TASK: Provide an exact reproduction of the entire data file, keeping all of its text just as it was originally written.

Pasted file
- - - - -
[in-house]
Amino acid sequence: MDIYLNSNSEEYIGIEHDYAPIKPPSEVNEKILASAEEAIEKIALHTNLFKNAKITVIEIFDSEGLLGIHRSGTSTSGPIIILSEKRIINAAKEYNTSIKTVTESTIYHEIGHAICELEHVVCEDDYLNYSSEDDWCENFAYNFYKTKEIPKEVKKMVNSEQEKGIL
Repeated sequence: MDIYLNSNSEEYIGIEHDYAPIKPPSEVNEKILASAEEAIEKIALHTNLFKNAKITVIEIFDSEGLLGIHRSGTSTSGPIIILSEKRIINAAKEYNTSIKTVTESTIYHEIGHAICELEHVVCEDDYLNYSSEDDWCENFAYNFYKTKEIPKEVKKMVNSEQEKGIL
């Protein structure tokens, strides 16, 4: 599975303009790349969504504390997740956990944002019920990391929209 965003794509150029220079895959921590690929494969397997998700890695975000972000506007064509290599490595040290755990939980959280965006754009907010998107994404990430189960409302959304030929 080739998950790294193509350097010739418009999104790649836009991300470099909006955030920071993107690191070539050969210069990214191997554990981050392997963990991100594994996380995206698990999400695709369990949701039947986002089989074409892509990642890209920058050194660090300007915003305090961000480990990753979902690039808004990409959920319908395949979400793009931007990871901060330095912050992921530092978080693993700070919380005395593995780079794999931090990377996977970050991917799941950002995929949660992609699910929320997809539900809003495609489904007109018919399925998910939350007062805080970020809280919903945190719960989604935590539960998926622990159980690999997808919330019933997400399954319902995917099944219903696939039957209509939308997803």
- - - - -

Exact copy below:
[in-house]
Amino acid sequence: MDIYLNSNSEEYIGIEHDYAPIKPPSEVNEKILASAEEAIEKIALHTNLFKNAKITVIEIFDSEGLLGIHRSGTSTSGPIIILSEKRIINAAKEYNTSIKTVTESTIYHEIGHAICELEHVVCEDDYLNYSSEDDWCENFAYNFYKTKEIPKEVKKMVNSEQEKGIL
Repeated sequence: MDIYLNSNSEEYIGIEHDYAPIKPPSEVNEKILASAEEAIEKIALHTNLFKNAKITVIEIFDSEGLLGIHRSGTSTSGPIIILSEKRIINAAKEYNTSIKTVTESTIYHEIGHAICELEHVVCEDDYLNYSSEDDWCENFAYNFYKTKEIPKEVKKMVNSEQEKGIL
């Protein structure tokens, strides 16, 4: 599975303009790349969504504390997740956990944002019920990391929209 965003794509150029220079895959921590690929494969397997998700890695975000972000506007064509290599490595040290755990939980959280965006754009907010998107994404990430189960409302959304030929 080739998950790294193509350097010739418009999104790649836009991300470099909006955030920071993107690191070539050969210069990214191997554990981050392997963990991100594994996380995206698990999400695709369990949701039947986002089989074409892509990642890209920058050194660090300007915003305090961000480990990753979902690039808004990409959920319908395949979400793009931007990871901060330095912050992921530092978080693993700070919380005395593995780079794999931090990377996977970050991917799941950002995929949660992609699910929320997809539900809003495609489904007109018919399925998910939350007062805080970020809280919903945190719960989604935590539960998926622990159980690999997808919330019933997400399954319902995917099944219903696939039957209509939308997803």